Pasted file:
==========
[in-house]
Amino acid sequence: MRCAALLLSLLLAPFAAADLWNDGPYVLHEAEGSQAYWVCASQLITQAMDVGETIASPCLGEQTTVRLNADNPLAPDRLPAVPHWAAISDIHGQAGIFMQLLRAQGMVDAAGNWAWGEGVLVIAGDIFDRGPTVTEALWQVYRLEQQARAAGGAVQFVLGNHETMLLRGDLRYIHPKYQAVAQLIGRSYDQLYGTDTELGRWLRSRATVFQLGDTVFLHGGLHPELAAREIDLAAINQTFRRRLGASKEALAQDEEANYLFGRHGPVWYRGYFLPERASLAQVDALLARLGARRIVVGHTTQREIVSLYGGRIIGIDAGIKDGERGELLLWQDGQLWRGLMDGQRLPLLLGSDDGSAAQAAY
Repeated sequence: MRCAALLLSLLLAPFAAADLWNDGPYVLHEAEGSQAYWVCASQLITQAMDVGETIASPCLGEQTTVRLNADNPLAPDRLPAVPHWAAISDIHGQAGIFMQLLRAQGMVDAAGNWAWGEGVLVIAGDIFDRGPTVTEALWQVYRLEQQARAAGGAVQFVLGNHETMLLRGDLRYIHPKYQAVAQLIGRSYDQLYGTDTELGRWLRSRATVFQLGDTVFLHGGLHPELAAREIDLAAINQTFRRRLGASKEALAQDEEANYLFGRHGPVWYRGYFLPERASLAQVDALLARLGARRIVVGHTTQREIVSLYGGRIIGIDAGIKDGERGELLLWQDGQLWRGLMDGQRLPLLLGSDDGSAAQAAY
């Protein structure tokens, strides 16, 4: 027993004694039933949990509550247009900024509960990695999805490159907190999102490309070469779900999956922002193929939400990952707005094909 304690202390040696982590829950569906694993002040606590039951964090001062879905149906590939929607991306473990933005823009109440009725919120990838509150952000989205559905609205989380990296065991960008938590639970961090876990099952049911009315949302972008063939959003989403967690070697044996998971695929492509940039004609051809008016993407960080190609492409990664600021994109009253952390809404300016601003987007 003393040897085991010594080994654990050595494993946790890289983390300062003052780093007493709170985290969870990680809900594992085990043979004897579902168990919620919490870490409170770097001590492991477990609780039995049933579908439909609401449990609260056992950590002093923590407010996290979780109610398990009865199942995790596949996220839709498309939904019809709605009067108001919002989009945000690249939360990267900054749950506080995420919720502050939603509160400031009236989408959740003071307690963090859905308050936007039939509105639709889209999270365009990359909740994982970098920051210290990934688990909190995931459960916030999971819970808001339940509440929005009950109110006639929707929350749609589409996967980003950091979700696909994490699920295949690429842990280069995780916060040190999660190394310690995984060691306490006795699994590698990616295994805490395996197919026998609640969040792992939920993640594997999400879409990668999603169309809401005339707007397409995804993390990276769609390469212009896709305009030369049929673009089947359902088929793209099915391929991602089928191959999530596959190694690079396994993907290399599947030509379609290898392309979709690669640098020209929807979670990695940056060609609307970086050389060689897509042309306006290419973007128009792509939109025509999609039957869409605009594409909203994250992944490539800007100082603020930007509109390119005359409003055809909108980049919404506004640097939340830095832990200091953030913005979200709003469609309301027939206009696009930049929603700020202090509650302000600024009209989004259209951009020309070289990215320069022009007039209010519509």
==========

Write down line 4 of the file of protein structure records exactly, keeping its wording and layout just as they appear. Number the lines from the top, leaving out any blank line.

């Protein structure tokens, strides 16, 4: 027993004694039933949990509550247009900024509960990695999805490159907190999102490309070469779900999956922002193929939400990952707005094909 304690202390040696982590829950569906694993002040606590039951964090001062879905149906590939929607991306473990933005823009109440009725919120990838509150952000989205559905609205989380990296065991960008938590639970961090876990099952049911009315949302972008063939959003989403967690070697044996998971695929492509940039004609051809008016993407960080190609492409990664600021994109009253952390809404300016601003987007 003393040897085991010594080994654990050595494993946790890289983390300062003052780093007493709170985290969870990680809900594992085990043979004897579902168990919620919490870490409170770097001590492991477990609780039995049933579908439909609401449990609260056992950590002093923590407010996290979780109610398990009865199942995790596949996220839709498309939904019809709605009067108001919002989009945000690249939360990267900054749950506080995420919720502050939603509160400031009236989408959740003071307690963090859905308050936007039939509105639709889209999270365009990359909740994982970098920051210290990934688990909190995931459960916030999971819970808001339940509440929005009950109110006639929707929350749609589409996967980003950091979700696909994490699920295949690429842990280069995780916060040190999660190394310690995984060691306490006795699994590698990616295994805490395996197919026998609640969040792992939920993640594997999400879409990668999603169309809401005339707007397409995804993390990276769609390469212009896709305009030369049929673009089947359902088929793209099915391929991602089928191959999530596959190694690079396994993907290399599947030509379609290898392309979709690669640098020209929807979670990695940056060609609307970086050389060689897509042309306006290419973007128009792509939109025509999609039957869409605009594409909203994250992944490539800007100082603020930007509109390119005359409003055809909108980049919404506004640097939340830095832990200091953030913005979200709003469609309301027939206009696009930049929603700020202090509650302000600024009209989004259209951009020309070289990215320069022009007039209010519509």